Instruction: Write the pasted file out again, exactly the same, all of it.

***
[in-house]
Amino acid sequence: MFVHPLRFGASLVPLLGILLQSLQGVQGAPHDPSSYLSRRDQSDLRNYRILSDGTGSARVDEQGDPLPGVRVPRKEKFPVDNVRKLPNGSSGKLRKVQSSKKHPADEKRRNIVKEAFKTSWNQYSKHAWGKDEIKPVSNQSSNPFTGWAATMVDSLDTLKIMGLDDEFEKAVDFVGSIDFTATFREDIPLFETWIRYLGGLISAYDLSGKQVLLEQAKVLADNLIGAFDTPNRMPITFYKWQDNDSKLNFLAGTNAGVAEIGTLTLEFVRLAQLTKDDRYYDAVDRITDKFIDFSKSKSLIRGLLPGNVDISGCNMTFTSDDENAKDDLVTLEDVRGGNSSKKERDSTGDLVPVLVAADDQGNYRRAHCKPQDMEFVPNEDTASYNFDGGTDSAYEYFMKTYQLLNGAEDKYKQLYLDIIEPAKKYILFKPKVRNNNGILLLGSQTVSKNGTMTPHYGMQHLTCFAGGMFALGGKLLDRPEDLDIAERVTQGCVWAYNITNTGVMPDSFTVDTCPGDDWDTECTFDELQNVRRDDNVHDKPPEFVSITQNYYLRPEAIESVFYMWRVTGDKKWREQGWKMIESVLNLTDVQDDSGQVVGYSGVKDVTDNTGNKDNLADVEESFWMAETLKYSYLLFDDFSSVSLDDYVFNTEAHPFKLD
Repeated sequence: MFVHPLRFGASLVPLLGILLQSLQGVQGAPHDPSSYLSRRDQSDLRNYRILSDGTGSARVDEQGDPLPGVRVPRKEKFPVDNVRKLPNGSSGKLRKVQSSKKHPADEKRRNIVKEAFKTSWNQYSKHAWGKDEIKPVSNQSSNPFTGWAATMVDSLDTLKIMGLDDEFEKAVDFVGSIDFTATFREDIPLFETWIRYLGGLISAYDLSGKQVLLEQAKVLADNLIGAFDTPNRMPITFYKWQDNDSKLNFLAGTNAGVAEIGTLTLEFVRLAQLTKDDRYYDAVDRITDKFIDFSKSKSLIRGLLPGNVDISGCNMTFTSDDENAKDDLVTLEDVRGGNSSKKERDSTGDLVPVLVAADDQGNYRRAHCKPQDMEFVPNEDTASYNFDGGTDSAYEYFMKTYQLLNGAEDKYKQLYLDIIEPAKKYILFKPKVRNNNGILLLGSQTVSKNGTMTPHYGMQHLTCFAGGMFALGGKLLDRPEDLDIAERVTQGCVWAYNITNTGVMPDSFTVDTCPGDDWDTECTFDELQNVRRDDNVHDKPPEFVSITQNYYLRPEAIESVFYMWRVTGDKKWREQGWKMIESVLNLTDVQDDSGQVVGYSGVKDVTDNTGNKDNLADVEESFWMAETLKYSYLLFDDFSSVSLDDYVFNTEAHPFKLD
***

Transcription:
[in-house]
Amino acid sequence: MFVHPLRFGASLVPLLGILLQSLQGVQGAPHDPSSYLSRRDQSDLRNYRILSDGTGSARVDEQGDPLPGVRVPRKEKFPVDNVRKLPNGSSGKLRKVQSSKKHPADEKRRNIVKEAFKTSWNQYSKHAWGKDEIKPVSNQSSNPFTGWAATMVDSLDTLKIMGLDDEFEKAVDFVGSIDFTATFREDIPLFETWIRYLGGLISAYDLSGKQVLLEQAKVLADNLIGAFDTPNRMPITFYKWQDNDSKLNFLAGTNAGVAEIGTLTLEFVRLAQLTKDDRYYDAVDRITDKFIDFSKSKSLIRGLLPGNVDISGCNMTFTSDDENAKDDLVTLEDVRGGNSSKKERDSTGDLVPVLVAADDQGNYRRAHCKPQDMEFVPNEDTASYNFDGGTDSAYEYFMKTYQLLNGAEDKYKQLYLDIIEPAKKYILFKPKVRNNNGILLLGSQTVSKNGTMTPHYGMQHLTCFAGGMFALGGKLLDRPEDLDIAERVTQGCVWAYNITNTGVMPDSFTVDTCPGDDWDTECTFDELQNVRRDDNVHDKPPEFVSITQNYYLRPEAIESVFYMWRVTGDKKWREQGWKMIESVLNLTDVQDDSGQVVGYSGVKDVTDNTGNKDNLADVEESFWMAETLKYSYLLFDDFSSVSLDDYVFNTEAHPFKLD
Repeated sequence: MFVHPLRFGASLVPLLGILLQSLQGVQGAPHDPSSYLSRRDQSDLRNYRILSDGTGSARVDEQGDPLPGVRVPRKEKFPVDNVRKLPNGSSGKLRKVQSSKKHPADEKRRNIVKEAFKTSWNQYSKHAWGKDEIKPVSNQSSNPFTGWAATMVDSLDTLKIMGLDDEFEKAVDFVGSIDFTATFREDIPLFETWIRYLGGLISAYDLSGKQVLLEQAKVLADNLIGAFDTPNRMPITFYKWQDNDSKLNFLAGTNAGVAEIGTLTLEFVRLAQLTKDDRYYDAVDRITDKFIDFSKSKSLIRGLLPGNVDISGCNMTFTSDDENAKDDLVTLEDVRGGNSSKKERDSTGDLVPVLVAADDQGNYRRAHCKPQDMEFVPNEDTASYNFDGGTDSAYEYFMKTYQLLNGAEDKYKQLYLDIIEPAKKYILFKPKVRNNNGILLLGSQTVSKNGTMTPHYGMQHLTCFAGGMFALGGKLLDRPEDLDIAERVTQGCVWAYNITNTGVMPDSFTVDTCPGDDWDTECTFDELQNVRRDDNVHDKPPEFVSITQNYYLRPEAIESVFYMWRVTGDKKWREQGWKMIESVLNLTDVQDDSGQVVGYSGVKDVTDNTGNKDNLADVEESFWMAETLKYSYLLFDDFSSVSLDDYVFNTEAHPFKLD